I will be honest this is a hard amplifier to talk about for “its own” sound because it doesn’t really have a stand out character that I can tell you about, its sound is mostly very neutral and balanced. Maybe it’s a little more forward sounding than some other amplifiers but that could be an illusion because it’s a clean sounding amplifier from top to bottom. That is where I would say an amplifier like the Gryphon Diablo 300 separates itself from the Tucana II in its delivery of bass, its more authoritative sounding in the bass but again the Diablo 300 costs 3x as much, its much bigger and has double the power on paper.
As a reviewer I feel like I am always expected to break down the sound of a HiFi component into bite sized chunks like bass mid range and treble and that is hard with the Tucana II because the sound I have enjoyed with it has very much depended on the speakers plugged in at the other end. I have had smooth and big full vocals from the Tucana II with the Marten Parker Duo speakers and also fast crisp and ultra clean vocals from another speaker like the KEF LS50 Meta and Amphion Argon1, this cant be the amplifier doing both so it has to be the difference in the speakers sound. I can say the bass from the Tucana II has been tight and controlled across all the speakers I have used it with and the treble is a little more forgiving than with some other amplifiers.
The Tucana II anniversary costs £5495 so it’s a fair chunk of money for a HiFi amplifier and its unlikely you will be using it with speakers in the £1k range as I have recently but you could and those speakers would sound great. I do think there are a lot of speakers out there, especially larger floor standing speakers that sound a little bit reserved, maybe a little bit held back which can be a modern slim speaker design characteristic. These speakers can sound like they want an amplifier that will help their sound really come out and shine, cutting through with more clarity and great control and timing. These speakers would work great with the Tucana II, like the KEF Reference 3 speakers that I owned and other speakers I reviewed recently like the ATC SCM50 I can see them being a good match, the Piega Coax 511 and the Fink Team Borg too.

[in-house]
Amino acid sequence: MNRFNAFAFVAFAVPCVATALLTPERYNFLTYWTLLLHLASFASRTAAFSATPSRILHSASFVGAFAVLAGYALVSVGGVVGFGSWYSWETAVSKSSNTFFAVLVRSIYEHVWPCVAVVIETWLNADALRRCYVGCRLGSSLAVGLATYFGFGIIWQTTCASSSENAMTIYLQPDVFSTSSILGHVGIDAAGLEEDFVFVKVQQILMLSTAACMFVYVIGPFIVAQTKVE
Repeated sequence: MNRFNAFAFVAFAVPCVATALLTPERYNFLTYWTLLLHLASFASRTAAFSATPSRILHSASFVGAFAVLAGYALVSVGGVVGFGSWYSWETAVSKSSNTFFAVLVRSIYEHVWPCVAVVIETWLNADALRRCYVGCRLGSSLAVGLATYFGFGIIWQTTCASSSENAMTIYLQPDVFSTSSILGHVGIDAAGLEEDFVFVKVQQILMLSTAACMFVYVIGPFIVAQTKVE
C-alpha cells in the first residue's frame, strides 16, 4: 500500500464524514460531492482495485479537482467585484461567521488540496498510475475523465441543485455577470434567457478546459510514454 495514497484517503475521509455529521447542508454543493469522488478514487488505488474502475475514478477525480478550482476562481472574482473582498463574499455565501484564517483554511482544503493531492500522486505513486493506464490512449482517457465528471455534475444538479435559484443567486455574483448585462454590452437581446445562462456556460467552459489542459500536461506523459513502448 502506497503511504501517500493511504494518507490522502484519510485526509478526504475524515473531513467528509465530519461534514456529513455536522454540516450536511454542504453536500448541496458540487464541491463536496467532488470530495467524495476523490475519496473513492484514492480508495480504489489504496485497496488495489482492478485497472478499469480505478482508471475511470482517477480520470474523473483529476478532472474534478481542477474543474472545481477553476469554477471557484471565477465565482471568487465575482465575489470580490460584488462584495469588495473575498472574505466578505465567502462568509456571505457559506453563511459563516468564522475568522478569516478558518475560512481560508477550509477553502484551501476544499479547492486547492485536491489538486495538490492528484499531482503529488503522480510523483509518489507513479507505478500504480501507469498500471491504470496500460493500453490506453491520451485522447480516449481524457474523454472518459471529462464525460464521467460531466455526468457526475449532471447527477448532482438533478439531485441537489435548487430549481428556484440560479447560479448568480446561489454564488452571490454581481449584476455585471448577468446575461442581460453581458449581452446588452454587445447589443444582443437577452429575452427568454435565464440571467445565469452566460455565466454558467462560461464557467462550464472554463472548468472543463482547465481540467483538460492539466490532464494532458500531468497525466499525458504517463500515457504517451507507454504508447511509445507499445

I also really like that the Tucana II is just an amplifier and not a DAC and streamer and Wi-Fi other bits built in, its just an amplifier and I almost wish it didn’t have a headphone amplifier in it just to make it that bit more pure but I am sure a lot of people would disagree with me on that.
I am not finished with the Tucana II anniversary yet as I will be putting it back to work straight after this, its got important work to do helping me hear the differences in lots of different similar speakers and its making that difficult job much easier by not getting in the way. In saying this praise I don’t think the Tucana II will be for every Audiophile and every system because HiFi doesn’t work that way as we know and some Audiophiles will chose an amplifier for its distinct character and how that suits their system, nothing wrong with that. But I think there will be a lot of Audiophiles who find their end game amplifier with the Tucana II, an amplifier that has enough power and quality to impress and keep giving even as they improve their speakers and other system components over time.
An Essential Audition Award is granted in recognition of a products high performance but with a certain uniqueness that makes auditioning even more essential.
For the full Specification of the Leema Acoustics Tucana II Anniversary Amplifier
See the website here